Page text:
(0:28 – 1:32) Opening Story: Chris tells a version of a story about the invention of writing. You an find Plato’s text here.
(1:33 – 2:11) Introductory remarks from Matt & chris
(2:12 – 13:26) Matt & chris talk about Paulo Freire – the Brazilian educational philosopher responsible for revolutionizing the teaching of adult literacy as well as inspiring the contemporary worldwide practise and theory of popular education.
(2:56 – 3:31) chris reads an excerpt from an article he wrote for the current issue of the British adult education journal Adults Learning: “The Freirian adult educator in these neoliberal hegemonic times also has an obligation to travel or, more specifically, border-cross. I remain both surprised and frustrated by the frequency with which Freire continues to be reduced to being a theorist of literacy. Similarly, many people continue to cite Pedagogy of the Oppressed to the exclusion of the vast majority of Freire’s oeuvre which followed. And though Freire is considered, rightly, a philosopher of education, I think that more broadly still, he was a political philosopher who recognized the necessary role of learning in any process of change.”
(3:32 - 13:36) Matt & Chris talk about Freire, Pedagogy of the Oppressed, can literacy be an emancipator; Matt quotes Freire: “Education will never be the great emancipator because it can be.” Chris talks about the Popular Education for Social Change class he teaches. And there’s a bit more talk about Plato.
(13:37 – 14:41) Hera/Hero of the week – a regular feature in which we feature someone who has contributed to making the world a more just place. We defy the origin of the word “hero” which Robin Morgan claims comes from that ancient mythical over-achiever Heracles – or Hera’s champion. In typical sexist fashion, rather than refer to a champion as a “hera” the word was masculinized to “hero” and a diminutive was then fashioned off of the male term giving us “heroine”. So we propose using heras and heroes.
(14:42 – 15:50) Hera of this week is: Sue Neilson of the Toronto Adult Student Association – TASA.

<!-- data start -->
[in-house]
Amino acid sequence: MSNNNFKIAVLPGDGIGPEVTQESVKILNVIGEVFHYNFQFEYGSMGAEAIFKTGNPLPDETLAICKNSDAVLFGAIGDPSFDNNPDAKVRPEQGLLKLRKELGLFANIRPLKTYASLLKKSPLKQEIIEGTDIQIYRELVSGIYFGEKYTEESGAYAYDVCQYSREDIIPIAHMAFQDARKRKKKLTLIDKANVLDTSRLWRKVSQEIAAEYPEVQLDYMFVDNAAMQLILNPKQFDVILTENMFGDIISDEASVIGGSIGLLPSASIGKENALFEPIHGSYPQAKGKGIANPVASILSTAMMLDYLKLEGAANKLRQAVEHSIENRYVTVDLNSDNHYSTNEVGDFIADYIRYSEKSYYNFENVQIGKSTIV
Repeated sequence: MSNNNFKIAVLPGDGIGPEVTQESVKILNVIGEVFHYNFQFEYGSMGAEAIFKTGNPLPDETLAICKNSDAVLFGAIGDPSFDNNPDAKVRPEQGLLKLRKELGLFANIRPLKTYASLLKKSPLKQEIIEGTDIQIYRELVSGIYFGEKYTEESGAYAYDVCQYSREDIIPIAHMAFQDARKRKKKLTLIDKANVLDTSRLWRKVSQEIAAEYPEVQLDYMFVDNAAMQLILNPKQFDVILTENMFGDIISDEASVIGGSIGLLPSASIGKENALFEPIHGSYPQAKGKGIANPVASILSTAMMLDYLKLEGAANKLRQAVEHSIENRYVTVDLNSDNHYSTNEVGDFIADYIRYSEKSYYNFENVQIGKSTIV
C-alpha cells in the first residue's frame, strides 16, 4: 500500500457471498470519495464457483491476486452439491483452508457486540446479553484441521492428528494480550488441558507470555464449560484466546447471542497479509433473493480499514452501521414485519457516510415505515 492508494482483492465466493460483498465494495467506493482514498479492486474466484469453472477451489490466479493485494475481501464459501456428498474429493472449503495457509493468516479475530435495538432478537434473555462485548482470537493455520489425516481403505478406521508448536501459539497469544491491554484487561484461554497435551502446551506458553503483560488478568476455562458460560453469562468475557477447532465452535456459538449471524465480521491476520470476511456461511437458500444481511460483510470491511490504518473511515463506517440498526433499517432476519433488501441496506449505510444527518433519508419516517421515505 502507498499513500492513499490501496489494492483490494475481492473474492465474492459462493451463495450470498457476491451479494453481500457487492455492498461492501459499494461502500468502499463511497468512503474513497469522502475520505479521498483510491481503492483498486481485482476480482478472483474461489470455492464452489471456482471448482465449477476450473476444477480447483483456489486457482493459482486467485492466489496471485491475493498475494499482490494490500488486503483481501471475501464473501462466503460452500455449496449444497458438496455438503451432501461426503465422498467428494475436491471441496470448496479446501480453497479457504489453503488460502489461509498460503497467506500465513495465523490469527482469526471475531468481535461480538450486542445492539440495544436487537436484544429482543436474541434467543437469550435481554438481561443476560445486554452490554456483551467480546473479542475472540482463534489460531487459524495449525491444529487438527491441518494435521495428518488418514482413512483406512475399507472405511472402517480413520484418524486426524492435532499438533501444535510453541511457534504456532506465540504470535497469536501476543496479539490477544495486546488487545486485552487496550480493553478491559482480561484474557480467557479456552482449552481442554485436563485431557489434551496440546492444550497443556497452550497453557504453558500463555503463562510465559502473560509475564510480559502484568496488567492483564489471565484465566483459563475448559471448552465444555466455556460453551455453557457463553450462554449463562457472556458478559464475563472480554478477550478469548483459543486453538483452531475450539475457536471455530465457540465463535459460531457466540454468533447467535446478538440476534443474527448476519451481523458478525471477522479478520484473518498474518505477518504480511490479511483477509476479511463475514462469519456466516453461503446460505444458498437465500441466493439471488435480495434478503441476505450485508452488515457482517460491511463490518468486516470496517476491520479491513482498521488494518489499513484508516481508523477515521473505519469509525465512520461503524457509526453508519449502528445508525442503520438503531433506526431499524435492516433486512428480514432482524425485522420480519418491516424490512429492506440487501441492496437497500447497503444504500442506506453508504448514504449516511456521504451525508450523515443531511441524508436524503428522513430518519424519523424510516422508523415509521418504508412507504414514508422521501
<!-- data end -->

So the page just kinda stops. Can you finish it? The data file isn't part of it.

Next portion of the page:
(15: 54 – 16:11) Riddle from pervious episode:
I am always hungry
I must always be fed
The finger I lick
Will soon turn red
(16:29 – 16:38) This week’s riddle:
It has no top or bottom
But it can hold flesh, blood and bone
All at the same time
Thank you for reading this story…
More people are reading rabble.ca than ever and unlike many news organizations, we have never put up a paywall – at rabble we’ve always believed in making our reporting and analysis free to all, while striving to make it sustainable as well. Media isn’t free to produce. rabble’s total budget is likely less than what big corporate media spend on photocopying (we kid you not!) and we do not have any major foundation, sponsor or angel investor. Our main supporters are people and organizations -- like you. This is why we need your help. You are what keep us sustainable.
rabble.ca has staked its existence on you. We live or die on community support -- your support! We get hundreds of thousands of visitors and we believe in them. We believe in you. We believe people will put in what they can for the greater good. We call that sustainable.
So what is the easy answer for us? Depend on a community of visitors who care passionately about media that amplifies the voices of people struggling for change and justice. It really is that simple. When the people who visit rabble care enough to contribute a bit then it works for everyone.
And so we’re asking you if you could make a donation, right now, to help us carry forward on our mission. Make a donation today.